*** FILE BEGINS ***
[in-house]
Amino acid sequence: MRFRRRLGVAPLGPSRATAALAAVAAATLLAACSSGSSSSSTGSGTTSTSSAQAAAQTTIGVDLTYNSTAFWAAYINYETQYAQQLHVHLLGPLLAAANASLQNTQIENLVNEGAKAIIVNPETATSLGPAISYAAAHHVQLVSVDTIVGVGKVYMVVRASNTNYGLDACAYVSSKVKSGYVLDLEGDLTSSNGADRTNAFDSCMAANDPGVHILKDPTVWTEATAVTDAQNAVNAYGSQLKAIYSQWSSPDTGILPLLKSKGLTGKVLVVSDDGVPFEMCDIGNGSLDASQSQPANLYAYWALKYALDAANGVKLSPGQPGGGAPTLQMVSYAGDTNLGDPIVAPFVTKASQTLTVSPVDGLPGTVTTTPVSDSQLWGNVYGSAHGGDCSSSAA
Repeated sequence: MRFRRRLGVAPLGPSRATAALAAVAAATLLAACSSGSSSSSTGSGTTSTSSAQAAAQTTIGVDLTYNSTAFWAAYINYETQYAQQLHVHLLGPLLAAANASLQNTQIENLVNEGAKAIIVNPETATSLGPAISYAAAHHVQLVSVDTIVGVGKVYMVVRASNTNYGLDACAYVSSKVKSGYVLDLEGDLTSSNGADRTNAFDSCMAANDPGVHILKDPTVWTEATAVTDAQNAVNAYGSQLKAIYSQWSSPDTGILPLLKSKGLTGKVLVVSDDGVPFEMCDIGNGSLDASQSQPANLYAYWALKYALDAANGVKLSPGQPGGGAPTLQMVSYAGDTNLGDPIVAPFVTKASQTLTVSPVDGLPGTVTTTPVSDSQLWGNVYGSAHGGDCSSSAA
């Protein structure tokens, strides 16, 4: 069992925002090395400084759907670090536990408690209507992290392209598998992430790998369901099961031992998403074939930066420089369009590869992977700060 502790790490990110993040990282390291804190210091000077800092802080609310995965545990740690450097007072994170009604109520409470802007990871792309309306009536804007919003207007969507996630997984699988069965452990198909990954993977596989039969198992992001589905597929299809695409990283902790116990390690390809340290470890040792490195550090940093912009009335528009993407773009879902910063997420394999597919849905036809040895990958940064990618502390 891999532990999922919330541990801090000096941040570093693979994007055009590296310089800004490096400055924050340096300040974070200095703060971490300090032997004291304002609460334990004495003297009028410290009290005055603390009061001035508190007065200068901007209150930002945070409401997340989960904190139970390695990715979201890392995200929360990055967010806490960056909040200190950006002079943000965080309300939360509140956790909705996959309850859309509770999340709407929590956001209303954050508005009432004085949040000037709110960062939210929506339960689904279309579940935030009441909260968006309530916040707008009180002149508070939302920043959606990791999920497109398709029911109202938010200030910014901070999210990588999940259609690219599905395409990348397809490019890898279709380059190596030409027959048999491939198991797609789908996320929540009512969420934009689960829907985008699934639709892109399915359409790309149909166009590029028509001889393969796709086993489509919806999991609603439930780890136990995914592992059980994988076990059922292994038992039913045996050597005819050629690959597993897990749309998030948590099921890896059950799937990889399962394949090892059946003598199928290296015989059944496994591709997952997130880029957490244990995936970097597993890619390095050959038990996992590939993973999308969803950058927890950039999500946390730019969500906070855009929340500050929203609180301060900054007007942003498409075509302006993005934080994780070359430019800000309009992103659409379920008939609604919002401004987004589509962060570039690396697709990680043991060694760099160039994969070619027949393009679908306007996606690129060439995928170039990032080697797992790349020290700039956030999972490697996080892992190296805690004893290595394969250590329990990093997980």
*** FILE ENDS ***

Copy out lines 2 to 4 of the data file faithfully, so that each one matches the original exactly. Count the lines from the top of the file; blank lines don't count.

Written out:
Amino acid sequence: MRFRRRLGVAPLGPSRATAALAAVAAATLLAACSSGSSSSSTGSGTTSTSSAQAAAQTTIGVDLTYNSTAFWAAYINYETQYAQQLHVHLLGPLLAAANASLQNTQIENLVNEGAKAIIVNPETATSLGPAISYAAAHHVQLVSVDTIVGVGKVYMVVRASNTNYGLDACAYVSSKVKSGYVLDLEGDLTSSNGADRTNAFDSCMAANDPGVHILKDPTVWTEATAVTDAQNAVNAYGSQLKAIYSQWSSPDTGILPLLKSKGLTGKVLVVSDDGVPFEMCDIGNGSLDASQSQPANLYAYWALKYALDAANGVKLSPGQPGGGAPTLQMVSYAGDTNLGDPIVAPFVTKASQTLTVSPVDGLPGTVTTTPVSDSQLWGNVYGSAHGGDCSSSAA
Repeated sequence: MRFRRRLGVAPLGPSRATAALAAVAAATLLAACSSGSSSSSTGSGTTSTSSAQAAAQTTIGVDLTYNSTAFWAAYINYETQYAQQLHVHLLGPLLAAANASLQNTQIENLVNEGAKAIIVNPETATSLGPAISYAAAHHVQLVSVDTIVGVGKVYMVVRASNTNYGLDACAYVSSKVKSGYVLDLEGDLTSSNGADRTNAFDSCMAANDPGVHILKDPTVWTEATAVTDAQNAVNAYGSQLKAIYSQWSSPDTGILPLLKSKGLTGKVLVVSDDGVPFEMCDIGNGSLDASQSQPANLYAYWALKYALDAANGVKLSPGQPGGGAPTLQMVSYAGDTNLGDPIVAPFVTKASQTLTVSPVDGLPGTVTTTPVSDSQLWGNVYGSAHGGDCSSSAA
């Protein structure tokens, strides 16, 4: 069992925002090395400084759907670090536990408690209507992290392209598998992430790998369901099961031992998403074939930066420089369009590869992977700060 502790790490990110993040990282390291804190210091000077800092802080609310995965545990740690450097007072994170009604109520409470802007990871792309309306009536804007919003207007969507996630997984699988069965452990198909990954993977596989039969198992992001589905597929299809695409990283902790116990390690390809340290470890040792490195550090940093912009009335528009993407773009879902910063997420394999597919849905036809040895990958940064990618502390 891999532990999922919330541990801090000096941040570093693979994007055009590296310089800004490096400055924050340096300040974070200095703060971490300090032997004291304002609460334990004495003297009028410290009290005055603390009061001035508190007065200068901007209150930002945070409401997340989960904190139970390695990715979201890392995200929360990055967010806490960056909040200190950006002079943000965080309300939360509140956790909705996959309850859309509770999340709407929590956001209303954050508005009432004085949040000037709110960062939210929506339960689904279309579940935030009441909260968006309530916040707008009180002149508070939302920043959606990791999920497109398709029911109202938010200030910014901070999210990588999940259609690219599905395409990348397809490019890898279709380059190596030409027959048999491939198991797609789908996320929540009512969420934009689960829907985008699934639709892109399915359409790309149909166009590029028509001889393969796709086993489509919806999991609603439930780890136990995914592992059980994988076990059922292994038992039913045996050597005819050629690959597993897990749309998030948590099921890896059950799937990889399962394949090892059946003598199928290296015989059944496994591709997952997130880029957490244990995936970097597993890619390095050959038990996992590939993973999308969803950058927890950039999500946390730019969500906070855009929340500050929203609180301060900054007007942003498409075509302006993005934080994780070359430019800000309009992103659409379920008939609604919002401004987004589509962060570039690396697709990680043991060694760099160039994969070619027949393009679908306007996606690129060439995928170039990032080697797992790349020290700039956030999972490697996080892992190296805690004893290595394969250590329990990093997980």